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You are here:home > Living > Safer Southampton > Domestic Violence > Domestic Violence Advice

Domestic Violence Advice

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In an emergency always dial 999.

Domestic violence affects people of every class, age, race, disability, gender and sexuality. The violence can begin at any stage of a relationship and may continue after the relationship has ended. Children are often at risk of harm in families affected by domestic violence – whether from being abused directly or from what they witness.

The violence may involve:

  • physical abuse

  • sexual assault and threats

  • making someone feel worthless

  • not letting them have any money

  • not allowing them to leave home

On this page you will find information and advice on what to do if you are a victim of domestic violence.

If you are worried about someone knowing you have visited this page, please follow the 'Keeping yourself safe' link below.

Advice and information

1. Effects of violence on your children

Here are some examples of how children can be affected by domestic violence:

  • children can be physically abused

  • witnessing the violence can be damaging

  • children may try to protect the adult victim, which puts them in danger

  • children can copy violent behaviour, both as children and as adults

  • they can develop stress-related illnesses

  • they can lose confidence, be afraid and angry, and blame themselves for events.

2. Keeping your child safe

You may be concerned that asking for help will lead to your children being taken into care. This is very rare and only happens in the most serious cases. It’s important to take action to protect yourself and your children. Talk to your children about how they feel and get support. Call the 24 hour National Domestic Violence Helpline (0808 2000 247), or any of the other services listed at the foot of this page.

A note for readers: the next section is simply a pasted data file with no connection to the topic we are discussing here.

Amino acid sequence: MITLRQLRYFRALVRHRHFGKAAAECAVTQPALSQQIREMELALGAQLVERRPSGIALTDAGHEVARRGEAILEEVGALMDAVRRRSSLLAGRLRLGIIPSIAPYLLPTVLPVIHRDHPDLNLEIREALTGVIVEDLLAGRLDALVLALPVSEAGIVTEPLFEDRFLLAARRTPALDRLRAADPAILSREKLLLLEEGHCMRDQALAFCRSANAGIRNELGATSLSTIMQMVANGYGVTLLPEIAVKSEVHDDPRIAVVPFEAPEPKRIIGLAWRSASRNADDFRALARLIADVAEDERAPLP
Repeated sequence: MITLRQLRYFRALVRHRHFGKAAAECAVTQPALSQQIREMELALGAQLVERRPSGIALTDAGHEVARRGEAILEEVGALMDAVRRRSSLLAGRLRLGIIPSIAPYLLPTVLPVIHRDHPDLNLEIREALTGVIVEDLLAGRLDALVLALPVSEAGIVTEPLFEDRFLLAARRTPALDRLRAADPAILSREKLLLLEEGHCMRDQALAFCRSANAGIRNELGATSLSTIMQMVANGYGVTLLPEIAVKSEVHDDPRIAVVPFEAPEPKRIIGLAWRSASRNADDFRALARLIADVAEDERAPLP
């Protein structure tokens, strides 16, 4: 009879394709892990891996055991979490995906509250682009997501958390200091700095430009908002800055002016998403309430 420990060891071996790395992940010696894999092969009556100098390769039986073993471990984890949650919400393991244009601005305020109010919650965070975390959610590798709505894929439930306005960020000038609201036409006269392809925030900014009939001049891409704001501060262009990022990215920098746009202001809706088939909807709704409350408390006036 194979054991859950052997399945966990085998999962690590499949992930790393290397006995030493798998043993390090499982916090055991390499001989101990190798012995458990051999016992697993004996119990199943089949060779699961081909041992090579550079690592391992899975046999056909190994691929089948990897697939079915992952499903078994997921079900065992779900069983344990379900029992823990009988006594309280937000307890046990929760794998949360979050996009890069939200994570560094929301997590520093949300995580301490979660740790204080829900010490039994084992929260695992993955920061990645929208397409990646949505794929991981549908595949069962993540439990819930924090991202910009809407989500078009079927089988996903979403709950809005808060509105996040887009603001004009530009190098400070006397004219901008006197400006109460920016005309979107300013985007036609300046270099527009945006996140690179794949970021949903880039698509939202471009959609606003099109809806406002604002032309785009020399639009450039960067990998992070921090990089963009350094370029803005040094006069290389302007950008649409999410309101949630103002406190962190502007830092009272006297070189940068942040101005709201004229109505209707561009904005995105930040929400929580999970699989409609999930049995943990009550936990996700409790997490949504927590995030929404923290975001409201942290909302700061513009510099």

3. Risk of further violence

You may be frightened that if you seek help the violence will get worse. The Family Law Act 1996 provides protection for victims of domestic violence and their children. You have the right to be protected and live in a safe environment with your children – and there are services, like refuges, that can help you do so.

4. Further advice and information

National Domestic Violence Helpline
A 24-hour freephone number which provides access to emergency refuge accommodation, as well as an information service. It joins together the Women's Aid Federation helpline and the Refuge National Crisis Line in a single service.

Tel: 0808 2000 247


Women's Aid Helpline
Advocates on behalf of abused women and children and provides services and support including refuge accommodation.

Tel: 0808 2000 247 | Website: www.womensaid.org.uk


The Hideout
The Hideout is the first national website to support children and young people living with domestic violence as well as those who may want to help a friend. The site informs children and young people about domestic violence and helps them identify whether it is happening in their home.

Website: www.thehideout.org.uk.


Refuge Helpline
Refuge is the UK's largest single provider of safe accommodation and support to women and children escaping domestic violence.

Tel: 0808 2000 247 | Website: www.refuge.org.uk.


M.A.L.E (Men's Advice Line Enquiries) Helpline
A helpline service for men experiencing domestic violence. Open 10 am - 9 pm on Mondays, 10 am - 5pm from Tuesday to Thursday. A confidential 24-hour answerphone service is available at all other times.

Tel: 0845 064 6800 


NSPCC Helpline
Our 24 hour, seven day a week, free helpline. We are here to help. Advice also available in Bengali, Gujurati, Hindi, Punjabi, Urdu and Welsh.

Tel: 0808 800 5000 | Email: Helpline@nspcc.org.uk

Downloadable documents

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PDF document Keeping yourself safe 25 KB 0secs @ 2Mbps
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